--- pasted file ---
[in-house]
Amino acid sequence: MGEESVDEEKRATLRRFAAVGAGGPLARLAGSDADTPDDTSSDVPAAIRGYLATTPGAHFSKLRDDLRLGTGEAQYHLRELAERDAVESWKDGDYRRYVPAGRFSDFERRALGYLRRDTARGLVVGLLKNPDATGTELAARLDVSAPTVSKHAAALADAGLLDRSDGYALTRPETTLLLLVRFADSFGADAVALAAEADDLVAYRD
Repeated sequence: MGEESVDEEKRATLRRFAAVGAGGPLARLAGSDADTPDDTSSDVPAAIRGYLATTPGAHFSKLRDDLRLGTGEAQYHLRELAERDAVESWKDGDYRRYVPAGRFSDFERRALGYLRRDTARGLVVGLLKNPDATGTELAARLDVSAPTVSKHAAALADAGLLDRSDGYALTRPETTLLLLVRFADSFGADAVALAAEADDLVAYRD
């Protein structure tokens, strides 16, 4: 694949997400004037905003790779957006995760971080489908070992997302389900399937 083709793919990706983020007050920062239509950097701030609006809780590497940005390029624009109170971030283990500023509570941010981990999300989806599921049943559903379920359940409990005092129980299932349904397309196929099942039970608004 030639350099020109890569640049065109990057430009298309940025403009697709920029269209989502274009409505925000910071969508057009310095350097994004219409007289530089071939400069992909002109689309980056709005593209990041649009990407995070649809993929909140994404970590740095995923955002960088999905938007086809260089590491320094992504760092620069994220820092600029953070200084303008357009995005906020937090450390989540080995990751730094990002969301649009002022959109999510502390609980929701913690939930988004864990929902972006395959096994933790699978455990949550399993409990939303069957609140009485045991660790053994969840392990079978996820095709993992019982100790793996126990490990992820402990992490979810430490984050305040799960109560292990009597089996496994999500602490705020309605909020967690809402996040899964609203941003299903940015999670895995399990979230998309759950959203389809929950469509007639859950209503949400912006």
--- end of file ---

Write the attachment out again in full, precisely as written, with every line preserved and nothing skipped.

[in-house]
Amino acid sequence: MGEESVDEEKRATLRRFAAVGAGGPLARLAGSDADTPDDTSSDVPAAIRGYLATTPGAHFSKLRDDLRLGTGEAQYHLRELAERDAVESWKDGDYRRYVPAGRFSDFERRALGYLRRDTARGLVVGLLKNPDATGTELAARLDVSAPTVSKHAAALADAGLLDRSDGYALTRPETTLLLLVRFADSFGADAVALAAEADDLVAYRD
Repeated sequence: MGEESVDEEKRATLRRFAAVGAGGPLARLAGSDADTPDDTSSDVPAAIRGYLATTPGAHFSKLRDDLRLGTGEAQYHLRELAERDAVESWKDGDYRRYVPAGRFSDFERRALGYLRRDTARGLVVGLLKNPDATGTELAARLDVSAPTVSKHAAALADAGLLDRSDGYALTRPETTLLLLVRFADSFGADAVALAAEADDLVAYRD
């Protein structure tokens, strides 16, 4: 694949997400004037905003790779957006995760971080489908070992997302389900399937 083709793919990706983020007050920062239509950097701030609006809780590497940005390029624009109170971030283990500023509570941010981990999300989806599921049943559903379920359940409990005092129980299932349904397309196929099942039970608004 030639350099020109890569640049065109990057430009298309940025403009697709920029269209989502274009409505925000910071969508057009310095350097994004219409007289530089071939400069992909002109689309980056709005593209990041649009990407995070649809993929909140994404970590740095995923955002960088999905938007086809260089590491320094992504760092620069994220820092600029953070200084303008357009995005906020937090450390989540080995990751730094990002969301649009002022959109999510502390609980929701913690939930988004864990929902972006395959096994933790699978455990949550399993409990939303069957609140009485045991660790053994969840392990079978996820095709993992019982100790793996126990490990992820402990992490979810430490984050305040799960109560292990009597089996496994999500602490705020309605909020967690809402996040899964609203941003299903940015999670895995399990979230998309759950959203389809929950469509007639859950209503949400912006």